Knee Pain Overview
The functions of knees can never be overemphasized. Not only do they provide stability to the whole framework of the human body while standing, walking, running and jumping, but also lend flexibility while turning or dancing.
Knee pain is defined as pain in or around the knee which may indicate an underlying condition affecting the knee joint itself or the soft tissue around the knee.
What causes Knee Pain?
In order to prevent your thigh bone (femur) from rubbing against your shin bone (tibia) every time you bend your knees, there is a thin layer of padding present inside the joint capsule between the two bones. This is basically a C-shaped cartilage known as meniscus.
Because the menisci are attached to the tendons and membranes surrounding your knee joint, they are inclined to be torn by shearing force during violent twisting of the knee. This is commonly seen in athletes. The location and size of tear indicate the gravity of the injury.
PATELLOFEMORAL PAIN SYNDROME
Patella is a small bone just in front of your knee joint that is held in place with a number of tendons. Patellofemoral pain syndrome refers to sharp pain experienced in the knee due to damage of the cartilage under the kneecap from injury or overuse.
It is particularly seen in women, young adults and people involved in sports. The pain increases with heavy exercises like climbing of stairs or squatting.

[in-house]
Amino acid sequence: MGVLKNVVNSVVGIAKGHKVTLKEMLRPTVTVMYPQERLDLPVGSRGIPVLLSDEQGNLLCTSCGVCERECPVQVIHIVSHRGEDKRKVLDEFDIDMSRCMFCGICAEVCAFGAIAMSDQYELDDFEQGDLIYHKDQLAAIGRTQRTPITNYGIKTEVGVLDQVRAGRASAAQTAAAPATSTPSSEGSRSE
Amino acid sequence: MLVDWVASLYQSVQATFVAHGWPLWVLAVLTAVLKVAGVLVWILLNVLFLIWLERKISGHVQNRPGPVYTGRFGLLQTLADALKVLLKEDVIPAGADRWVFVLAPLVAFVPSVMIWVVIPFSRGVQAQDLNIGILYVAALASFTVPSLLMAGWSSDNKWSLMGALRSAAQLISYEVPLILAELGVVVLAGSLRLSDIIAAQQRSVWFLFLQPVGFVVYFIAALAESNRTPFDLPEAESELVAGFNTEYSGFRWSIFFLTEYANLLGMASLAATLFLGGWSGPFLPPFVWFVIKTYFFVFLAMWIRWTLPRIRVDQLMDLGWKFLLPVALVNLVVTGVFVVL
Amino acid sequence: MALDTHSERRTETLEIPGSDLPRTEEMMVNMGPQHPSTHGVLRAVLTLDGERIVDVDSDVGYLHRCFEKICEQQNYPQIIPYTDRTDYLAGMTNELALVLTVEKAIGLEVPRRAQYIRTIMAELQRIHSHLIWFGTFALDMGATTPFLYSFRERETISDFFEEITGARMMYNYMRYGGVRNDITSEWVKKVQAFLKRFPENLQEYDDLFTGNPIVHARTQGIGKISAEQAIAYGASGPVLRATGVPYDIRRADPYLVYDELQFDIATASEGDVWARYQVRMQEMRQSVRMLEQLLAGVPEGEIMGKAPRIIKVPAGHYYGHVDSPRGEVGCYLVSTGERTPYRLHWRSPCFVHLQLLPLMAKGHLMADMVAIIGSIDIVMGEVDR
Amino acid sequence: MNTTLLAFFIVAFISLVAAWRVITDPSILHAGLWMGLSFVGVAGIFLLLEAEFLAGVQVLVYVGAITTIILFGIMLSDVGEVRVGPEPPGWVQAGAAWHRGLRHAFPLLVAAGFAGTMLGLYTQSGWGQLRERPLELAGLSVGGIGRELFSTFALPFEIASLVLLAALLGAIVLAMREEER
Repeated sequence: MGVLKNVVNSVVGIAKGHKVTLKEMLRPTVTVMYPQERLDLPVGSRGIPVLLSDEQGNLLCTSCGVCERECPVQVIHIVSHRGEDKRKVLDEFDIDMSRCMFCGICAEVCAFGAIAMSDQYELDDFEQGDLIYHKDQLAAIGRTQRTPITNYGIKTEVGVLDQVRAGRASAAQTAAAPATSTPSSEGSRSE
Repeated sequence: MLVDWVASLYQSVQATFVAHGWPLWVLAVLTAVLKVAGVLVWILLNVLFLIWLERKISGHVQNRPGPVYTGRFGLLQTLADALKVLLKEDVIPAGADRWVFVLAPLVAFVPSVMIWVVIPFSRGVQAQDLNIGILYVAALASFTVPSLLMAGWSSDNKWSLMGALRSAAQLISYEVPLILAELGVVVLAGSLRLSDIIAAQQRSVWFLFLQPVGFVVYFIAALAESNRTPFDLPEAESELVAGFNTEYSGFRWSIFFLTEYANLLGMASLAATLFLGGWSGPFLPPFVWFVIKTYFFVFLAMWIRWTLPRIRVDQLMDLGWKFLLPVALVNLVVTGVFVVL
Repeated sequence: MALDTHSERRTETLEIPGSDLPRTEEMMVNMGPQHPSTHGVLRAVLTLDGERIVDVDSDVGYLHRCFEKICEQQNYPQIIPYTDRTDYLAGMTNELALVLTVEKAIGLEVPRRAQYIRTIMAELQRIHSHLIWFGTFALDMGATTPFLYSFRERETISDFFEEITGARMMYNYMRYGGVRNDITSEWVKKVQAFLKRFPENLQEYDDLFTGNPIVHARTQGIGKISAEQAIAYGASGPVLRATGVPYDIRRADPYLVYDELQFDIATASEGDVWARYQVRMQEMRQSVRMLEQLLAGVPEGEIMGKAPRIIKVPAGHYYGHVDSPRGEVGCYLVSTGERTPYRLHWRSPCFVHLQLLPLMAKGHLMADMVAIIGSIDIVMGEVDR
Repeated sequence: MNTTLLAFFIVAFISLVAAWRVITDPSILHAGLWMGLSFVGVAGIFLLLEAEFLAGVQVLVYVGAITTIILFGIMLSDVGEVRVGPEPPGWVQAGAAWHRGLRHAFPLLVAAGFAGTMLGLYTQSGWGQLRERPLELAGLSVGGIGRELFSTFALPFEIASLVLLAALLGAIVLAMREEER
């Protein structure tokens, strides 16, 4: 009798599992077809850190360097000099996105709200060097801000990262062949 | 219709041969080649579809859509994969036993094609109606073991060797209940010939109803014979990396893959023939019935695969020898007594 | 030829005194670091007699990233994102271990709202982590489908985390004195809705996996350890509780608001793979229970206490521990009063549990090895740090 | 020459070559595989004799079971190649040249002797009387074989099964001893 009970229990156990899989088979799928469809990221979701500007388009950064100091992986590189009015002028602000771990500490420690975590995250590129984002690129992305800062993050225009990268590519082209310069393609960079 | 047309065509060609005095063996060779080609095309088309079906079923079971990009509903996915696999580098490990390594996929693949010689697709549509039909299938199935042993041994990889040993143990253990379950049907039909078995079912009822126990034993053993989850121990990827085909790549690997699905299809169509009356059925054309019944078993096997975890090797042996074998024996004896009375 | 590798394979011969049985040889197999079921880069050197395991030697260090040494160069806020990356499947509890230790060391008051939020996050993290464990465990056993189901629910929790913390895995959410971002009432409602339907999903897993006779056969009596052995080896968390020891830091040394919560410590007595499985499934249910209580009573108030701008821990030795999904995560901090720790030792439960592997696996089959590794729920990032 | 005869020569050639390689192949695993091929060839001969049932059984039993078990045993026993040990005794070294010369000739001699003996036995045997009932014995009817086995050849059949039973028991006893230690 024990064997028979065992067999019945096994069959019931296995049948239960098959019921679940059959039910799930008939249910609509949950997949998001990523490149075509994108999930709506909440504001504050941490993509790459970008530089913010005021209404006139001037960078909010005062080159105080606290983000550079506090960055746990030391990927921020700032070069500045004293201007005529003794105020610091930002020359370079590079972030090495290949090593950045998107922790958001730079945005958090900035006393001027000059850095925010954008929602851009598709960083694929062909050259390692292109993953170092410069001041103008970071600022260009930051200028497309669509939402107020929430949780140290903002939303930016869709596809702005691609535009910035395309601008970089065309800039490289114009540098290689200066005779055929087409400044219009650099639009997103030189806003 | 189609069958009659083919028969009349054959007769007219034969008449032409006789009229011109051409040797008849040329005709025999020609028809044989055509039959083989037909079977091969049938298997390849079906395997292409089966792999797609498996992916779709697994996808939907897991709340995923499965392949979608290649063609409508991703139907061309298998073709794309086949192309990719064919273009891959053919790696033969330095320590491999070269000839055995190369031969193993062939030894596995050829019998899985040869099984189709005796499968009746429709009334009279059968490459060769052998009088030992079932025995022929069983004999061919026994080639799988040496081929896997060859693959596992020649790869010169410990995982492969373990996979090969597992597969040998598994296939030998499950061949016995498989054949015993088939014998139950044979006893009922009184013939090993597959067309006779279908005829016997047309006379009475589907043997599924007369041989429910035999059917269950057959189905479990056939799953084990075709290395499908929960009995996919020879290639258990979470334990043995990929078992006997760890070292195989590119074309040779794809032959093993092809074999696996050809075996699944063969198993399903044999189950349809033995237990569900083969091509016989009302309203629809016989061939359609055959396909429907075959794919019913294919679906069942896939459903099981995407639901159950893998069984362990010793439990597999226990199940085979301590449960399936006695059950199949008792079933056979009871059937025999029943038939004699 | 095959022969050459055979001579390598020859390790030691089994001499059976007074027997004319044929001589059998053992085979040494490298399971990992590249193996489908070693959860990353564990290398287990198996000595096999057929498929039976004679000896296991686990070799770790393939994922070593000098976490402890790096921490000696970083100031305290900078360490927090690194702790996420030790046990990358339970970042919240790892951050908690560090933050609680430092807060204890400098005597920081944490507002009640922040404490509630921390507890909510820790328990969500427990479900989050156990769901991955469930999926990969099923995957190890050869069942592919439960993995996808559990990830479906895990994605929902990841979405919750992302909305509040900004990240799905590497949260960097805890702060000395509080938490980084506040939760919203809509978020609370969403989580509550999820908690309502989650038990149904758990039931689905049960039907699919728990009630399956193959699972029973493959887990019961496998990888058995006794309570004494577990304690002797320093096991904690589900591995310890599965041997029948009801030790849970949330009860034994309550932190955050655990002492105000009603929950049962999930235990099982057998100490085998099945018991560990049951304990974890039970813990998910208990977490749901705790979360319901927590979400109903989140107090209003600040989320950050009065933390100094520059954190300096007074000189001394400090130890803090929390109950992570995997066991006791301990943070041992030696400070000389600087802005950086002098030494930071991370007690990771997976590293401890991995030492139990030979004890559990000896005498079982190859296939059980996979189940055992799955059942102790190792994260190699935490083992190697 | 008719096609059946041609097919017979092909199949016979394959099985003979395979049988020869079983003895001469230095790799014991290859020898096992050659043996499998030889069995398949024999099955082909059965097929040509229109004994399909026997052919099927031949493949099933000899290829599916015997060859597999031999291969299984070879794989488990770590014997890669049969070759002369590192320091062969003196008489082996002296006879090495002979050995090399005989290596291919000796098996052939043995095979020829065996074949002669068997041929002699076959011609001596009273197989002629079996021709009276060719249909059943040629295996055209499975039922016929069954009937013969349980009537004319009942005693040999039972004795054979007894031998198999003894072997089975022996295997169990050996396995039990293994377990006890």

Knee disorders are not unusual these days, especially because of the increasing average body mass index and correspondingly waist size worldwide. More weight on your knees will, understandably, harm the joints faster leading to early diagnosis of arthritis and similar disorders.
Swelling of knee joints may also find its cause in autoimmune diseases like lupus and rheumatoid arthritis. However, most problems occur during to mechanical stress that strains the joint, such as a direct blow or sudden, jerky movement.
What are the symptoms of Knee Pain?
The following symptoms necessitate a visit to the clinic:
- Painful kneecaps
- Swelling in the knee
- Difficulty in walking and muscle weakness
- Restricted range of motion
These symptoms usually indicate a tear of the meniscal discs or patellofemoral pain syndrome (also called anterior knee pain syndrome). You must be aware of the basic differences between these disorders before you undergo treatment.
Treating and Diagnosing Knee Pain
Your medical history will go a long way in helping your doctor diagnose your condition. Your doctor will be keenly interested in learning about your history of pain. When did you first experience pain, and how long have you been dealing with it? What things increase and decrease your pain?
A physical examination and imaging tests will give your doctor a clear view of what’s causing your pain and of how your pain is affecting you. Reflex tests, range of motion tests, MRIs, and x-rays may be used in this regard.
How We Can Help
During your consultation with us, we will discuss the pain you are experiencing. After we thoroughly understand how your condition has been affecting you, we will work to create a minimally invasive treatment program that is right for you.
Our goal is to provide you with both a long-term and short-term treatment. You do not have to live with pain. Let us show you how you can make your knee pain a thing of the past!